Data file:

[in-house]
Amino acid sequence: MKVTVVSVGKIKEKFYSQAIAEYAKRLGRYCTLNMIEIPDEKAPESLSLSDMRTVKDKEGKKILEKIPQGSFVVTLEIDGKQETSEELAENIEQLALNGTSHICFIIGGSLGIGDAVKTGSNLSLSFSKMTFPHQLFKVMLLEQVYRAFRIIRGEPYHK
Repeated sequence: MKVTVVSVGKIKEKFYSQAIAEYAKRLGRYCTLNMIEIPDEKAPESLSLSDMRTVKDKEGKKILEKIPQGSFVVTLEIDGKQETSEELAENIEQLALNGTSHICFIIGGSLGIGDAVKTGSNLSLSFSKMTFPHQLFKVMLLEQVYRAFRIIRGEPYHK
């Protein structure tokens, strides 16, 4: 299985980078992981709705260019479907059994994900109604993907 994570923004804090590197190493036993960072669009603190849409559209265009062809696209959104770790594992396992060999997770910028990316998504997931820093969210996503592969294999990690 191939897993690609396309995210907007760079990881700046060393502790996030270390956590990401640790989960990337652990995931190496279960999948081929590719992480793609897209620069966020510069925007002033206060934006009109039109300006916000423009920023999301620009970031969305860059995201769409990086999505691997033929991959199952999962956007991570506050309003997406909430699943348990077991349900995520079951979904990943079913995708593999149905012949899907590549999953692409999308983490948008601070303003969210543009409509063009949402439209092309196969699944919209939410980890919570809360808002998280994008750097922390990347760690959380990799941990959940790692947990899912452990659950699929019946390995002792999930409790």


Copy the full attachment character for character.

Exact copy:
[in-house]
Amino acid sequence: MKVTVVSVGKIKEKFYSQAIAEYAKRLGRYCTLNMIEIPDEKAPESLSLSDMRTVKDKEGKKILEKIPQGSFVVTLEIDGKQETSEELAENIEQLALNGTSHICFIIGGSLGIGDAVKTGSNLSLSFSKMTFPHQLFKVMLLEQVYRAFRIIRGEPYHK
Repeated sequence: MKVTVVSVGKIKEKFYSQAIAEYAKRLGRYCTLNMIEIPDEKAPESLSLSDMRTVKDKEGKKILEKIPQGSFVVTLEIDGKQETSEELAENIEQLALNGTSHICFIIGGSLGIGDAVKTGSNLSLSFSKMTFPHQLFKVMLLEQVYRAFRIIRGEPYHK
């Protein structure tokens, strides 16, 4: 299985980078992981709705260019479907059994994900109604993907 994570923004804090590197190493036993960072669009603190849409559209265009062809696209959104770790594992396992060999997770910028990316998504997931820093969210996503592969294999990690 191939897993690609396309995210907007760079990881700046060393502790996030270390956590990401640790989960990337652990995931190496279960999948081929590719992480793609897209620069966020510069925007002033206060934006009109039109300006916000423009920023999301620009970031969305860059995201769409990086999505691997033929991959199952999962956007991570506050309003997406909430699943348990077991349900995520079951979904990943079913995708593999149905012949899907590549999953692409999308983490948008601070303003969210543009409509063009949402439209092309196969699944919209939410980890919570809360808002998280994008750097922390990347760690959380990799941990959940790692947990899912452990659950699929019946390995002792999930409790």